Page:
Bingo Love by Tee Franklin begins when teenagers Hazel and Mari meet at a bingo game in the 1960’s and fall in love. When their parents realize that the girls are romantically involved with each other, they are quickly separated and Hazel is married off. Years later after raising families and having grandchildren, they meet again. The spark is still there. Once again, their families oppose their love but for different reasons this time around. This a sweet love story featuring queer women of color. If you like historical fiction and rainbow pride, you won’t want to miss this.

For more great graphic novels, check out the list “2018 Great Graphic Novels for Teens” on the Young Adult Library Association’s website.

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The American Push for British Marriages

Image result for husband hunters anne de courcyThe American Push for British Marriages

By Marcia Allen, Technical Services and Collections Manager

Anne De Courcy’s latest book, entitled Husband Hunters, is the perfect read for the many devoted fans of Downton AbbeyThe book is a nonfiction account not of one individual, but of the many wealthy young ladies who married into British aristocracy during the 19th century.   Some have referred to those marriages as “Cash for coronets,” but the factors that played into those unions are more complex than the phrase suggests.  Here are a few insights to be gained from this fascinating account.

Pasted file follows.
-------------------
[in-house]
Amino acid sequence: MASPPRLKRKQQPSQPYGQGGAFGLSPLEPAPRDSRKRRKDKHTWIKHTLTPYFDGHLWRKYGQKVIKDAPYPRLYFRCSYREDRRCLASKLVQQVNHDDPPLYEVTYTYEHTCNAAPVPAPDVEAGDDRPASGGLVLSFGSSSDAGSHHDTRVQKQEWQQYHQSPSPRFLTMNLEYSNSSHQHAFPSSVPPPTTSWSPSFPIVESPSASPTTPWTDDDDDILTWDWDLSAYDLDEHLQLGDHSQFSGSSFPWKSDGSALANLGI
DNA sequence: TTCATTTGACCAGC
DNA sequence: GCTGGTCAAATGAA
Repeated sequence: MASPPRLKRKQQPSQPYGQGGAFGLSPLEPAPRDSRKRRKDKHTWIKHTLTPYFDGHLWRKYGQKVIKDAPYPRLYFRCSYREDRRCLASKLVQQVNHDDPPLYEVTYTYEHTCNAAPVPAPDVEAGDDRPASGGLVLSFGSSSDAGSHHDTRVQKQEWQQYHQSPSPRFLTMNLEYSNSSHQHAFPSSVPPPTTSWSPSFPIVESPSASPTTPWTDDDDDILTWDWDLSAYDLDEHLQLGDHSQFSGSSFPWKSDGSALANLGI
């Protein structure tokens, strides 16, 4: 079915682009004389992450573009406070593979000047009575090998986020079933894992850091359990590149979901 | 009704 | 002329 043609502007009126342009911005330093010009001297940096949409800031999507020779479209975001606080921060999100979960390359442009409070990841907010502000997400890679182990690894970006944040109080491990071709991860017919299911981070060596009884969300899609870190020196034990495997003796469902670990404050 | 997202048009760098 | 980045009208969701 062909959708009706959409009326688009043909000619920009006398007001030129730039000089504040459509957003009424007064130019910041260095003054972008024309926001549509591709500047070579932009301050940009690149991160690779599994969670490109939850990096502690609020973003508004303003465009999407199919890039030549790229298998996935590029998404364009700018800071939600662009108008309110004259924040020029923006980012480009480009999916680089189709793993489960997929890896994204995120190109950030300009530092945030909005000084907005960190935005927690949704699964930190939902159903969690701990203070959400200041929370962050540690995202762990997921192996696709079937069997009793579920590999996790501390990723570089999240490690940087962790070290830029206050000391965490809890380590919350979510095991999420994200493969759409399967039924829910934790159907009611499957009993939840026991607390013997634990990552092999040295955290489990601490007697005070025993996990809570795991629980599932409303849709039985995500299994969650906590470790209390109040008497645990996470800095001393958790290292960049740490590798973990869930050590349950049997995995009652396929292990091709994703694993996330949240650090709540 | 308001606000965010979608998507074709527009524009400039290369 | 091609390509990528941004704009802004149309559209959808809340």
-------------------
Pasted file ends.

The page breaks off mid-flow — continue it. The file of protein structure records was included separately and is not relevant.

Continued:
Most such marriages took place during a period that extended from 1870 to 1914.  For one thing, many British landowners had experienced an extensive agricultural depression in the late 19th century, brought on by repeated droughts and harsh winters.  Fortunes were depleted, and estates needed other sources of income if they were to remain intact.  For another thing, society in major urban cities, like New York City, was tightly controlled by the wealthiest of the citizenry who selected and rejected which families would be allowed into their social circles.  Such circles often rejected enthusiastic newcomers, who looked for other ways to attain status, hence the desirable interactions with the British.  Third, among the wealthiest of American families, it was often the mothers who dominated social interactions, and those same mothers felt a responsibility for arranging impressive marriages for their daughters, if not with other prominent Americans, then with British aristocrats.  As arranged marriages were quite acceptable at the time, such unions came as no surprise.   Thus, over 450 young American heiresses wed titled European men during that time period.

Of course, not all such unions were happy ones.  American heiress Consuelo Vanderbilt, daughter of Alva and William Vanderbilt, may have been educated in French, German and English languages, but she was also very strictly supervised.  Her mother banned her from contact with the opposite sex and even kept her daughter imprisoned in her Newport estate,   Marble House.  Consuelo managed to evade her mother’s control and fell in love with a young admirer, but her mother ended that relationship and bartered a marriage with the Duke of Marlborough through a hefty dowry.  Neither member of the couple was ever happy, nor did the marriage survive.